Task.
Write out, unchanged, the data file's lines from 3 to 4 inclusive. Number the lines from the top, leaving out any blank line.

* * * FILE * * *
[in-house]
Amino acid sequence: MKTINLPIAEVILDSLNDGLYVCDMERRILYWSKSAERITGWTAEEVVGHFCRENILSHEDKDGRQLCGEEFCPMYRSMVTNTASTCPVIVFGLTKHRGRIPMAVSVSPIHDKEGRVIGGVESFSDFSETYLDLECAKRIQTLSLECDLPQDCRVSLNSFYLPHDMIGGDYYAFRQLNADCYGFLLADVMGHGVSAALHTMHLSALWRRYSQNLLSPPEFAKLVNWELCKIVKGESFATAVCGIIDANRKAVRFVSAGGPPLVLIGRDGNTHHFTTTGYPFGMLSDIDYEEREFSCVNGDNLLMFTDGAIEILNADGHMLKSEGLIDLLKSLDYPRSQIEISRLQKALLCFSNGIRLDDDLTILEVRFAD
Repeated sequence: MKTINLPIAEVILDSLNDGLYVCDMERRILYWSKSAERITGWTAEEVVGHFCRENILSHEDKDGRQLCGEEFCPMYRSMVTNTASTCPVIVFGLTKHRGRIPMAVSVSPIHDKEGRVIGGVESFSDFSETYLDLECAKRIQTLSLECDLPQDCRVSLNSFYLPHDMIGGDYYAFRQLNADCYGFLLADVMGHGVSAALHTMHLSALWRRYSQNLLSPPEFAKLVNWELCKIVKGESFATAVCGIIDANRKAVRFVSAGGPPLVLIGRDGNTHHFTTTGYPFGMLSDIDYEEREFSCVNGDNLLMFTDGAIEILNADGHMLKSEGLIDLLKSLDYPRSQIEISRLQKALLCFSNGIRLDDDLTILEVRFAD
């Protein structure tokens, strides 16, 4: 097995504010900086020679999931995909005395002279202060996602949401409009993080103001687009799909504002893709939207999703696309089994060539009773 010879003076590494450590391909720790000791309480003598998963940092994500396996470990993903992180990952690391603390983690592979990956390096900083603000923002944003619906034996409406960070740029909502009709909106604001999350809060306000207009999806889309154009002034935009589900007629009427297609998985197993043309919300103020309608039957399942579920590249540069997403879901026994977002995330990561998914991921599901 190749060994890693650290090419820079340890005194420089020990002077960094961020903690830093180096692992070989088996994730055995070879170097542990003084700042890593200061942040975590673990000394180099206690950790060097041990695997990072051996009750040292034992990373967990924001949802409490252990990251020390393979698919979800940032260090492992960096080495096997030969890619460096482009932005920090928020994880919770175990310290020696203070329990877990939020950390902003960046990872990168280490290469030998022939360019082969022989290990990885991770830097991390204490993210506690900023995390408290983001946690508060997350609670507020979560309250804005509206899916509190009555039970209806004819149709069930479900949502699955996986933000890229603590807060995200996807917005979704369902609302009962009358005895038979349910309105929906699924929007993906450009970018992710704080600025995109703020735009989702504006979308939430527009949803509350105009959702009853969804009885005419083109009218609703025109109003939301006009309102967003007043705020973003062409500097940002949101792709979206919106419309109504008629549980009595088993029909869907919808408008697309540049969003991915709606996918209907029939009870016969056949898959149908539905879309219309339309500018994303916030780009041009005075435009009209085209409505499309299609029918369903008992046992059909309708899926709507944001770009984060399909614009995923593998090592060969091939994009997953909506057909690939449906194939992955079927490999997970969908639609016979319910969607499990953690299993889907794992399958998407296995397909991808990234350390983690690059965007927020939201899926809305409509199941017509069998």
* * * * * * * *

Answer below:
Repeated sequence: MKTINLPIAEVILDSLNDGLYVCDMERRILYWSKSAERITGWTAEEVVGHFCRENILSHEDKDGRQLCGEEFCPMYRSMVTNTASTCPVIVFGLTKHRGRIPMAVSVSPIHDKEGRVIGGVESFSDFSETYLDLECAKRIQTLSLECDLPQDCRVSLNSFYLPHDMIGGDYYAFRQLNADCYGFLLADVMGHGVSAALHTMHLSALWRRYSQNLLSPPEFAKLVNWELCKIVKGESFATAVCGIIDANRKAVRFVSAGGPPLVLIGRDGNTHHFTTTGYPFGMLSDIDYEEREFSCVNGDNLLMFTDGAIEILNADGHMLKSEGLIDLLKSLDYPRSQIEISRLQKALLCFSNGIRLDDDLTILEVRFAD
């Protein structure tokens, strides 16, 4: 097995504010900086020679999931995909005395002279202060996602949401409009993080103001687009799909504002893709939207999703696309089994060539009773 010879003076590494450590391909720790000791309480003598998963940092994500396996470990993903992180990952690391603390983690592979990956390096900083603000923002944003619906034996409406960070740029909502009709909106604001999350809060306000207009999806889309154009002034935009589900007629009427297609998985197993043309919300103020309608039957399942579920590249540069997403879901026994977002995330990561998914991921599901 190749060994890693650290090419820079340890005194420089020990002077960094961020903690830093180096692992070989088996994730055995070879170097542990003084700042890593200061942040975590673990000394180099206690950790060097041990695997990072051996009750040292034992990373967990924001949802409490252990990251020390393979698919979800940032260090492992960096080495096997030969890619460096482009932005920090928020994880919770175990310290020696203070329990877990939020950390902003960046990872990168280490290469030998022939360019082969022989290990990885991770830097991390204490993210506690900023995390408290983001946690508060997350609670507020979560309250804005509206899916509190009555039970209806004819149709069930479900949502699955996986933000890229603590807060995200996807917005979704369902609302009962009358005895038979349910309105929906699924929007993906450009970018992710704080600025995109703020735009989702504006979308939430527009949803509350105009959702009853969804009885005419083109009218609703025109109003939301006009309102967003007043705020973003062409500097940002949101792709979206919106419309109504008629549980009595088993029909869907919808408008697309540049969003991915709606996918209907029939009870016969056949898959149908539905879309219309339309500018994303916030780009041009005075435009009209085209409505499309299609029918369903008992046992059909309708899926709507944001770009984060399909614009995923593998090592060969091939994009997953909506057909690939449906194939992955079927490999997970969908639609016979319910969607499990953690299993889907794992399958998407296995397909991808990234350390983690690059965007927020939201899926809305409509199941017509069998």